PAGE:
• Right Angle Gearbox Basics
  • What is a Right Angle Gearbox?
  • Right Angle Gearbox Cost
  • How does a Right Angle Gearbox work?
  • Right Angle Gearbox Advantages
  • Right Angle Gearbox Selection

A Right Angle Gearbox is defined as a set of gears, shafts and bearings that are enclosed in a housing unit. The way the gears, shafts, and bearings are arranged resemble solar system because one or more of the plant gears orbit around a sun gear.

A Right Angle Gearbox is a set of gears, shafts, and bearings that are enclosed in a housing and are arranged in a way that resemble a solar system, (thus the name Right Angle) with one or more planet gears orbiting around a sun gear. They convert input speed (typically provided by an electric motor) into a lower output speed while correspondingly creating higher torque. In other words, gear-boxes reduce RPM, turning it into power for use in low-RPM high-torque applications. Gearboxes come in different arrangements including Right Angle, bevel, cycloid, helical, harmonic, spur, and worm. Our focus here is on the Right Angle type of gear system.

The Right Angle gearbox comes in many sizes and torque capacities, with varying speed ratios depending upon configuration. These Right Angle gearbox products that are pictured above are approximately 60 mm to 2.4 inches in size, and produce output torque ranging roughly from 2,000 to 25,000 ounce-inch.

A much larger Right Angle gearbox exists for industrial processes, providing output torque in excess of 500,000 ounce-inch. The focus of this website, however, is on these smaller Right Angle gearbox types.

The input power to these small Right Angle gearbox products comes from small electric motors (either a stepper motor, DC motor, or servo motor). Small motors are found in many household devices such as fans, clocks, timers, cassette players, printers, computer disc drives, etc.

The price of planetary gearboxes varies based on many factors. For backlash in the 30 arc-minute range, the cost for a gearbox might be as low as $100. For low backlash gearboxes under 5 arc-minutes they will cost quite a bit more. Below is a listing of right angle gearbox products offered by Anaheim Automation - they list comprehensive specs and prices on their website with web discounts.

Model Cost Size Backlash  Ratio Range
gear motor $30.00 under 40 mm varies 3 to 512
GBPH-060 $195.00 60 mm square (Fits NEMA 23) 10 arc-min 3 to 512
GBPH-090 $295.00 90 mm square (Fits NEMA 34) 8 arc-min 3 to 1000
GBPN-120 $457.00 120 mm square (Fits NEMA 42) 9 arc-min 3 to 512

The Right Angle gearbox system has 3 main components: a central sun gear, a planet carrier (carrying one or more planet gears),and an annulus (an outer ring). The central sun gear is orbited by planet gears (of the same size) that are mounted to the planet carrier. The planet gears are meshed with the sun gear. An outer ring (the annulus) has teeth facing inward that also mesh with the planet gears.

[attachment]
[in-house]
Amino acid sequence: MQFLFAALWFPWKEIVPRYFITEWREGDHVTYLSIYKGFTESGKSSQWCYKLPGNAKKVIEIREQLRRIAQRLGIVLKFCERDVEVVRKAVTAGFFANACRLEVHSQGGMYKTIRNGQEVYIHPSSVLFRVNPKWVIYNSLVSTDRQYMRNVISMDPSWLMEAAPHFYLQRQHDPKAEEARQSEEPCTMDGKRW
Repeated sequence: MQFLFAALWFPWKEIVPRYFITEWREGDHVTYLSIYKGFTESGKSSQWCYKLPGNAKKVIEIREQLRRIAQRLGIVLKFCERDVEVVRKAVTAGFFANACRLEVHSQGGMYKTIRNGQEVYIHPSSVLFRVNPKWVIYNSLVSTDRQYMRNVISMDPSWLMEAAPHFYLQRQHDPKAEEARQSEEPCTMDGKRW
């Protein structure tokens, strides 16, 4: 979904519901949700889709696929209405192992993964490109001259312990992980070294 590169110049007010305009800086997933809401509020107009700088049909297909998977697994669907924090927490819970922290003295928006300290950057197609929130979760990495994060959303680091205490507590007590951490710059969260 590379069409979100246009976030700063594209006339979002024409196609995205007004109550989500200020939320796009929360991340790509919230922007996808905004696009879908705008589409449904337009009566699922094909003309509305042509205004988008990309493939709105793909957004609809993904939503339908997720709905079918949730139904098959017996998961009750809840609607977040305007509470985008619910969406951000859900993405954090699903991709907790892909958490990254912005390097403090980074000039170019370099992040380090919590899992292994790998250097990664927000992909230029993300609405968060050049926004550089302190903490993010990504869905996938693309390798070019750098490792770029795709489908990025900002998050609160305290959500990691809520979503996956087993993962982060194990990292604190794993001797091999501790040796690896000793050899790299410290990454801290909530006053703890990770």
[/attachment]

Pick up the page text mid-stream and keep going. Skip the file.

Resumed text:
There are several configurations for Right Angle gearbox systems. Typical configurations require that out of the 3 components: one is the input, one is the output, and one is stationary.

For example, one configuration is where the sun gear is the input , the annulus is the output, and the planet carrier is stationary. In this configuration, the input shaft rotates the sun gear. The planet gears rotate on their own axes, simultaneously applying a torque to the rotating planet carrier, that in turn applies torque to the output shaft (which in this case is the annulus).

The rate at which the gears rotate (gear ratio) is determined by the number of teeth in each gear. The torque (power output) is determined by both the number of teeth and by which component in the Right Angle system is stationary.

The Right Angle gearbox arrangement is an ingenious engineering design that offers many advantages over traditional gearbox arrangements. One advantage is its unique combination of both compactness and outstanding power transmission efficiencies. Typical efficiency loss in a Right Angle gearbox arrangement is only 3% per stage. This type of efficiency ensures that a high proportion of the energy being input into the Right Angle gearbox is multiplied and transmitted into torque, rather than being wasted on mechanical losses inside the Right Angle gearbox.

Another advantage of the Right Angle gearbox arrangement is load distribution. Because the load being transmitted is shared between multiple planets, torque capability is greatly increased. The more planets in the system, the greater load ability and the higher the torque density.

The Right Angle gearbox arrangement also creates greater stability (it's a balanced system) and increased rotational stiffness. Disadvantages of the Right Angle gearbox arrangement include design complexity and accessibility issues.

In the drawing above, the Fixed Axis Gear System is the traditional arrangement where a pinion is driving one large gear on a parallel shaft. In the Right Angle Gearbox System arrangement, one or more gears (planet gears) surround the pinion (sun gear). The two systems above have approximately the same ration and same volume. However, the Right Angle gearbox system has 3 times higher torque density and 3 times higher stiffness due to the increased number of gear contacts.

Fixed Axis Gear System:
•Volume = 1, Torque = 1, Stiffness = 1
Right Angle Gear System:
•Volume =1, Torque = 3, Stiffness = 3
Other gearbox arrangements (as mentioned previously) include bevel, cycloid, helical, harmonic, spur, and worm.

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It's important to know certain performance specifications when selecting a Right Angle Gearbox, such as: input speed (this determines the gear ratio), output speed, and output torque required.